An hour later, all three chefs successfully completed their two dishes each.
a photo with the contestants and judges, before tasting begins
Then there’s judging time, and boy was Chef Wan an awesome judge.
He was harsh, to the point, and absolutely non-nonsense in his criticism to each dish and the contestants. It was a bit like Simon Cowell, except maybe with even more drama.
Case in point – “if orang mat salleh eat your under cooked potato, they’ll throw it to you”.
To be fair, he also gave some very good advice. If anything, I am now even more impressed with Chef Wan.
Chef Wan was harsh, to the point, and very very good in his critics
Among the dishes mussels in Thai sauce (which was criticized by Chef Wan for deviating away from 1Malaysia theme), salmon with begedil, deep fried tiger prawns, roti jala and so forth. They were beautifully decorated.
and here are your winners! congratulations
At the end, Mohd Zamri bin Sahari was crowned as the champion. His bergedil with pan seared salmon was praised by Chef Wan, and on top of that, I thought he was the most eloquent among the three contestants as well. The prize was RM 10,000, and a 6 month contract for Berita Harian penning the cooking column.
Riza bin Ismail and Kamarudin bin Dali came in as 2nd and 3rd place.
In the individual category, Chua Tor Aik won the top prize, while Azman Abu Samah and Rosni binti Johari were 2nd and 3rd.
I wish the best to the winning chefs and to the runner ups, there’s always next year.
After the event I tried to replicate the winning main dish – bergedil with pan seared salmon. It turned out to be a pretty simple dish to make, and one that wasn’t bad at all when it comes to taste as well. Check out the video!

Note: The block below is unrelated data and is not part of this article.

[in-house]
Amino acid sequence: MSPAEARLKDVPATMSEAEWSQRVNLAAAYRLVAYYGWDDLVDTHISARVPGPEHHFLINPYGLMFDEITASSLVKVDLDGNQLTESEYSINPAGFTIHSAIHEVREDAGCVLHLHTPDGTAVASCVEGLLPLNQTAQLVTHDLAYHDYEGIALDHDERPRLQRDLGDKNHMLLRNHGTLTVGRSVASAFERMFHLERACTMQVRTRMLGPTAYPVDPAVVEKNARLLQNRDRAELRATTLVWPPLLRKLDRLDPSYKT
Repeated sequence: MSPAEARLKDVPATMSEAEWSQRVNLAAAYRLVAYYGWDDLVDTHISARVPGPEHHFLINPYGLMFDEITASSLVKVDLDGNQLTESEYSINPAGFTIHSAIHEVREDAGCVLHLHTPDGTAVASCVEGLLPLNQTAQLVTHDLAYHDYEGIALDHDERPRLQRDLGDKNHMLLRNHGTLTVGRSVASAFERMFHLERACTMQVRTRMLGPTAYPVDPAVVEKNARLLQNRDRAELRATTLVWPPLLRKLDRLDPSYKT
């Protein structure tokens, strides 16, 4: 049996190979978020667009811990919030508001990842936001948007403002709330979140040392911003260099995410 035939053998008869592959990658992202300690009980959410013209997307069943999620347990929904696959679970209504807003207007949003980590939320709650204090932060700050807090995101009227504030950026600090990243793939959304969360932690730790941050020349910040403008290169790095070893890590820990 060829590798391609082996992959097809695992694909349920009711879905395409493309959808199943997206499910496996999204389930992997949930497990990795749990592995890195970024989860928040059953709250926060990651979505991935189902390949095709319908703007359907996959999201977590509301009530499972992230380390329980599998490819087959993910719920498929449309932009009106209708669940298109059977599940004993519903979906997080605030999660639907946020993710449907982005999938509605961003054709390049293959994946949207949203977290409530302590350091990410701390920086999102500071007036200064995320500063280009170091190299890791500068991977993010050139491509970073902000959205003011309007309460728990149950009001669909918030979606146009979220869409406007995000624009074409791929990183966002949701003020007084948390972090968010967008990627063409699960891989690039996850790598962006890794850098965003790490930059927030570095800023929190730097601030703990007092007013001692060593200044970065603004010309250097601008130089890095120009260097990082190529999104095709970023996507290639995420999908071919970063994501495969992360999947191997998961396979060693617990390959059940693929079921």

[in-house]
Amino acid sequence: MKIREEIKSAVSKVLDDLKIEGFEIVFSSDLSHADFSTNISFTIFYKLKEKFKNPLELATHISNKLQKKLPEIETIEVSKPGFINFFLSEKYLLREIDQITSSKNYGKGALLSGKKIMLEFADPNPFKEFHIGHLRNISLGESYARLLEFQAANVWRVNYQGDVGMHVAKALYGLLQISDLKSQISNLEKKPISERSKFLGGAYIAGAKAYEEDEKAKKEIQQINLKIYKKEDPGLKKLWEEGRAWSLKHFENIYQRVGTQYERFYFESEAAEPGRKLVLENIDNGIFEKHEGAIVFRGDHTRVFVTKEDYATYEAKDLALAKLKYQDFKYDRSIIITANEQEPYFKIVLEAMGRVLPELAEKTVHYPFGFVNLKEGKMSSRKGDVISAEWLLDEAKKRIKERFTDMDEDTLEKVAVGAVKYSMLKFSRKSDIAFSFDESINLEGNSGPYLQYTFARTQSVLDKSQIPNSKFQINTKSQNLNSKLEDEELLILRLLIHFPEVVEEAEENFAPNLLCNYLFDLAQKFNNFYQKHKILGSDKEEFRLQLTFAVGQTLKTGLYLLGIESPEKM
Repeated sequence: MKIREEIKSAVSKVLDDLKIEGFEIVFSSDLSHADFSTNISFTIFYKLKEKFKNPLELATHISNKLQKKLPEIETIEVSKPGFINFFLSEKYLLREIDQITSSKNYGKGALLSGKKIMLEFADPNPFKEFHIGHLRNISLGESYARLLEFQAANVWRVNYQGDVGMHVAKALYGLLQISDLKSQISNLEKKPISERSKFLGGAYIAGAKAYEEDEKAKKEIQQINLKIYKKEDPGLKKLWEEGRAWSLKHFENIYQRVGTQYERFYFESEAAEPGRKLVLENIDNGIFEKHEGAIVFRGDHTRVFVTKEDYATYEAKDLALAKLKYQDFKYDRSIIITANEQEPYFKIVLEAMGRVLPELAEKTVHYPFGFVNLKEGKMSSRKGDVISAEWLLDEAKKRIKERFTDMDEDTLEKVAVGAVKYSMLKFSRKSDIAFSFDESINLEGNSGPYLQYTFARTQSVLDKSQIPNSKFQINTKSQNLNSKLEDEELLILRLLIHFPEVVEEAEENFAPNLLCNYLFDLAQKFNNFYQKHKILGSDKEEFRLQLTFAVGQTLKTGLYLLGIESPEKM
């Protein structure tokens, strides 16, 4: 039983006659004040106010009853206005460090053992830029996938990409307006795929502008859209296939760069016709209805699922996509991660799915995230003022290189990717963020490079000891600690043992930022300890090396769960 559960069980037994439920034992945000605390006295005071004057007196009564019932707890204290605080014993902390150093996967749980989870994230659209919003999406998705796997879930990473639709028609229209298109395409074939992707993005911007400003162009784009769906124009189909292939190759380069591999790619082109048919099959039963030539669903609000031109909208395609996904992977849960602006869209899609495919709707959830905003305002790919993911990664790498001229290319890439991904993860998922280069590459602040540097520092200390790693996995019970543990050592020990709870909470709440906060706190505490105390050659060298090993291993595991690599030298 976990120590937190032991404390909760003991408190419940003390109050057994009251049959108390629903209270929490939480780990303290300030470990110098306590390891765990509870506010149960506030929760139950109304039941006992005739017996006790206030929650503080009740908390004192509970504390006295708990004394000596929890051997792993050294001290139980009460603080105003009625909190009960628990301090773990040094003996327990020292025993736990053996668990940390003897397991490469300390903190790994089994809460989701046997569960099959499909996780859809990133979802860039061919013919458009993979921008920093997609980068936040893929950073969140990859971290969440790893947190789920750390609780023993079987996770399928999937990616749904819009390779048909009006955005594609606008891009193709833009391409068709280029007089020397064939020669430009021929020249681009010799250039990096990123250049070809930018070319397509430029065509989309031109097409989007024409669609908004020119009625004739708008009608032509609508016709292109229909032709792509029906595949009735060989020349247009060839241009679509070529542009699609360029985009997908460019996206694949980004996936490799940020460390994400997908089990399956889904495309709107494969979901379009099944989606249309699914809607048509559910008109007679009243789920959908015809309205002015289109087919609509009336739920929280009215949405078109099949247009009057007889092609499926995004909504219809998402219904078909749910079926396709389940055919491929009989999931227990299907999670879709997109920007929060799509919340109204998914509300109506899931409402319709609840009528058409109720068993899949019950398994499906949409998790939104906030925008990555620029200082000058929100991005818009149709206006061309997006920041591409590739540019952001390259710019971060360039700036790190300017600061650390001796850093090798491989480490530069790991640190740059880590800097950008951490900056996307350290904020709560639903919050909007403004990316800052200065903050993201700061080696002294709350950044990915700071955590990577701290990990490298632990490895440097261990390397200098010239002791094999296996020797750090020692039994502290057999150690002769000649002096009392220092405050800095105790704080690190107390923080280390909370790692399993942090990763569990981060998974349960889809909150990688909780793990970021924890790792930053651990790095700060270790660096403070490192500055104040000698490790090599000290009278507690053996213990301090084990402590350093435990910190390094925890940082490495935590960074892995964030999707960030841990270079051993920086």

One of the most well known exotic Asian food must be balut from the Philippines. For those who hasn’t heard about this weird and wonderful traditional Pinoy dish, it is simply steamed duck embryo.
In my first trip to the Philippines back in 2009 I didn’t have a chance to try this delicacy, so when I went there again last week for Operation Smile (amazing experience, will write about that in depth soon), we make sure that balut is on top of our to-do list.
Well, here’s a video of the experience:
While balut is sold pretty much anywhere in Manila (and I suppose, most part of Philippines), they are not terribly easy to hunt down. The sellers usually operate out of a bicycle, so it’s best to ask a local where and also when you can get one.
We actually had to stop our bus once while traveling from De La Selle University Hospital back to hotel just to flag down a balut seller for some of these good stuff. A balut goes for about 10-15 peso, and usually comes with some salt, and sometimes vinegar.
check out the whole embryo separated from the egg white
As for the taste, it was like a cross between hard boiled duck egg and the tip of black chicken wings that is boiled in herbal soup till super soft. The beak can be just a little crunchy, and sometimes the feather does get in the way just a bit.
Quite gross when you think about it mentally, but really, it is delicious! I especially like the juice in balut, which probably is the allantoic fluid, or simply put, duck embryo pee.